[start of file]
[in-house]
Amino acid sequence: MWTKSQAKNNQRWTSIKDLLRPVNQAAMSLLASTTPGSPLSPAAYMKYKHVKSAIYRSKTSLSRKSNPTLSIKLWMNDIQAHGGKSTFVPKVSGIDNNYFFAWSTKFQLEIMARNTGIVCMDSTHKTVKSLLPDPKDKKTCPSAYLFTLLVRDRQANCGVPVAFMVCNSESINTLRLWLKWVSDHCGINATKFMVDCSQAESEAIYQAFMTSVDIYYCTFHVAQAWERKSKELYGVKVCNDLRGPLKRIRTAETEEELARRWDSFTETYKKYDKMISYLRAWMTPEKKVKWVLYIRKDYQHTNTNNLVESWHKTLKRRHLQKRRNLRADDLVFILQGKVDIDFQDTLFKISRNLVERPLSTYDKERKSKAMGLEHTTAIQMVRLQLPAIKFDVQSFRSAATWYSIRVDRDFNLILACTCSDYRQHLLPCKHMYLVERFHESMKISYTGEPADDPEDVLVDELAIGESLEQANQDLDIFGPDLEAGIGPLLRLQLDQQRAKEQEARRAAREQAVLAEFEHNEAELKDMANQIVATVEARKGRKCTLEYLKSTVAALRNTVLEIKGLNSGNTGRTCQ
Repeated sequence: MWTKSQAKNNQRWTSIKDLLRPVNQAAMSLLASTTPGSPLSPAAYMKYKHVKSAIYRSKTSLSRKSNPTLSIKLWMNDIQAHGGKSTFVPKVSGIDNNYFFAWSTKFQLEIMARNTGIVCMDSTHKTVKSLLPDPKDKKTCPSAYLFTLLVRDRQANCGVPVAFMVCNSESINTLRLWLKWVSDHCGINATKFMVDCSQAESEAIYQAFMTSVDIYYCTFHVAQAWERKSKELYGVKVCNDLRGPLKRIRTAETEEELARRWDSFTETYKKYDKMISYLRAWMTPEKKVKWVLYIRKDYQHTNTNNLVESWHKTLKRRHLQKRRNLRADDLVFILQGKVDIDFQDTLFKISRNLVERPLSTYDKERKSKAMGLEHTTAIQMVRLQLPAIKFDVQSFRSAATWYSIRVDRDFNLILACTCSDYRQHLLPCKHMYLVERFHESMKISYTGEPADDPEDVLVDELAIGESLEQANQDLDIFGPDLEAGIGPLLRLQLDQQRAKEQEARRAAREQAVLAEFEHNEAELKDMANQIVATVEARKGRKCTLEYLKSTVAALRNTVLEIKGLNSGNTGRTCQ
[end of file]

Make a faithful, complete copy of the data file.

[in-house]
Amino acid sequence: MWTKSQAKNNQRWTSIKDLLRPVNQAAMSLLASTTPGSPLSPAAYMKYKHVKSAIYRSKTSLSRKSNPTLSIKLWMNDIQAHGGKSTFVPKVSGIDNNYFFAWSTKFQLEIMARNTGIVCMDSTHKTVKSLLPDPKDKKTCPSAYLFTLLVRDRQANCGVPVAFMVCNSESINTLRLWLKWVSDHCGINATKFMVDCSQAESEAIYQAFMTSVDIYYCTFHVAQAWERKSKELYGVKVCNDLRGPLKRIRTAETEEELARRWDSFTETYKKYDKMISYLRAWMTPEKKVKWVLYIRKDYQHTNTNNLVESWHKTLKRRHLQKRRNLRADDLVFILQGKVDIDFQDTLFKISRNLVERPLSTYDKERKSKAMGLEHTTAIQMVRLQLPAIKFDVQSFRSAATWYSIRVDRDFNLILACTCSDYRQHLLPCKHMYLVERFHESMKISYTGEPADDPEDVLVDELAIGESLEQANQDLDIFGPDLEAGIGPLLRLQLDQQRAKEQEARRAAREQAVLAEFEHNEAELKDMANQIVATVEARKGRKCTLEYLKSTVAALRNTVLEIKGLNSGNTGRTCQ
Repeated sequence: MWTKSQAKNNQRWTSIKDLLRPVNQAAMSLLASTTPGSPLSPAAYMKYKHVKSAIYRSKTSLSRKSNPTLSIKLWMNDIQAHGGKSTFVPKVSGIDNNYFFAWSTKFQLEIMARNTGIVCMDSTHKTVKSLLPDPKDKKTCPSAYLFTLLVRDRQANCGVPVAFMVCNSESINTLRLWLKWVSDHCGINATKFMVDCSQAESEAIYQAFMTSVDIYYCTFHVAQAWERKSKELYGVKVCNDLRGPLKRIRTAETEEELARRWDSFTETYKKYDKMISYLRAWMTPEKKVKWVLYIRKDYQHTNTNNLVESWHKTLKRRHLQKRRNLRADDLVFILQGKVDIDFQDTLFKISRNLVERPLSTYDKERKSKAMGLEHTTAIQMVRLQLPAIKFDVQSFRSAATWYSIRVDRDFNLILACTCSDYRQHLLPCKHMYLVERFHESMKISYTGEPADDPEDVLVDELAIGESLEQANQDLDIFGPDLEAGIGPLLRLQLDQQRAKEQEARRAAREQAVLAEFEHNEAELKDMANQIVATVEARKGRKCTLEYLKSTVAALRNTVLEIKGLNSGNTGRTCQ